What to eat instead of wheat?

Some starchy alternatives from around the world are: Sweet potato, white potato, cassava (also called yuka or manioc), sorghum, amaranth, buckwheat, millet, quinoa, sago, African yam, rice, maize (corn), gram flour, pea flour, chickpea flour, tapioca (prepared from cassava), Indian rice (also called water rice), water chestnut, salep, arrowroot, haricot beans, lentils, katakuri starch, chestnut purée, arracacha, breadfruit, acorn starch, favas, New Zealand yam (also called oka), taro corm, colocasia esculenta corm, eddoe (also called malanga), Japanese kuzuko, Polynesian arrowroot flour, kohlrabi, celeriac, swedes, and yellow or white-coloured beets.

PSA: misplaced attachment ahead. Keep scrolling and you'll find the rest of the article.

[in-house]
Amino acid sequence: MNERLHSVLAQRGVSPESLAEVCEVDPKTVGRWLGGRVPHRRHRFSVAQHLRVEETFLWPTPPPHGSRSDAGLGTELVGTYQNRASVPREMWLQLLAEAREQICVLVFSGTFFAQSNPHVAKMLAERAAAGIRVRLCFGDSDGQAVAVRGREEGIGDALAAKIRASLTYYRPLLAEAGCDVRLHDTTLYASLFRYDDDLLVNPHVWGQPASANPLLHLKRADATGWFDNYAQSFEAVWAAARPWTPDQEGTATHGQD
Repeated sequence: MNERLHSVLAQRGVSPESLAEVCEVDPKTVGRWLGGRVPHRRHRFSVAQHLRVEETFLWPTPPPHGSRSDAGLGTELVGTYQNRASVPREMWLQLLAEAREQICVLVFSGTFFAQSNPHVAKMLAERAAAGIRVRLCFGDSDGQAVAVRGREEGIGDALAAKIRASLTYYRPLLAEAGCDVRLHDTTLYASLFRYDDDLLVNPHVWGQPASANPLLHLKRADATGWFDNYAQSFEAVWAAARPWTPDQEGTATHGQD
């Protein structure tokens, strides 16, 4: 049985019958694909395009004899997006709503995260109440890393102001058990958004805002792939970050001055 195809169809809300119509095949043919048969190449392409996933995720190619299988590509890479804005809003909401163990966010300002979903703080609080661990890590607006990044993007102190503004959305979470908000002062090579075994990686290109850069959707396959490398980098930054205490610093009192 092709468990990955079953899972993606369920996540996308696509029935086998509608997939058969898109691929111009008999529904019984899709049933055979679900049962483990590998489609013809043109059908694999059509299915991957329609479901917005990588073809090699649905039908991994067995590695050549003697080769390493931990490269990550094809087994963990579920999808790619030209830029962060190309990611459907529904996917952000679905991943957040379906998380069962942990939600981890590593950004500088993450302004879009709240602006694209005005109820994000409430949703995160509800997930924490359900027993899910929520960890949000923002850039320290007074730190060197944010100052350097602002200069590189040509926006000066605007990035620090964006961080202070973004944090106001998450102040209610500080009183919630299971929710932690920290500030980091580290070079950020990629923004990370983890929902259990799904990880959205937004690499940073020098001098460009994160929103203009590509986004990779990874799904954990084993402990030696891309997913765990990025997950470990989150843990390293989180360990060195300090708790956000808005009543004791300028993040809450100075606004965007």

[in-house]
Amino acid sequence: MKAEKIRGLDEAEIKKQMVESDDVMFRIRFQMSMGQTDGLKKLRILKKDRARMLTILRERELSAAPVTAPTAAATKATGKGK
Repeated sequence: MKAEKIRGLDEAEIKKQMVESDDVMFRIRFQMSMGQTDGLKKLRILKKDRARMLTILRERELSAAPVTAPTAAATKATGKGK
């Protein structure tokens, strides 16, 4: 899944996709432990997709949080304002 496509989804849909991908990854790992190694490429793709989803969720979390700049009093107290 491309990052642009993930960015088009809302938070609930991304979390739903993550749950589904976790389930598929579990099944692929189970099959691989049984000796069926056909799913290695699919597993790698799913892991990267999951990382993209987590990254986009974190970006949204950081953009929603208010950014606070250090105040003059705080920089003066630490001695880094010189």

See you soon!

Why Wheat Is Bad For You

 

 

 

 

 

References:

[¹]     A Hunnisett, J Howard, & S Davies; Gut Fermentation (or the ‘Auto­brewery’) Syndrome: A New Clinical Test with Initial Observations and Discussion of Clinical and Biochemical Implications, J Nutr Med, 1990, 1:33­8.

[²]           H C Gaier; Anthropology Holds Clues to what is ‘Natural’, Brit Naturop J, 2011, 28(2):8-10

[³]           D Hunter; The Diseases of Occupations, 6th ed, London: Hodder & Stoughton Ltd, 1980, p 746; ISBN:0-3402-2084-8

[4]           J Brostoff &L Gamlin; The Complete Guide to Food Allergy and Intolerance, London: Bloomsbury Publishing Ltd, 1990, pp 17, 19-20, 90-91, 101, 103-104, 106,136; ISBN:0-7475-0566-7

[5]           (1) Scandinavian J Gastroenterology, Oct 2010, 45(10):1197-1202; (2) Biological Psychiatry, 01 Mar 1984, 19(3):385-399; and (3) Biological Psychiatry, 01 July 2010, 68(1):100-104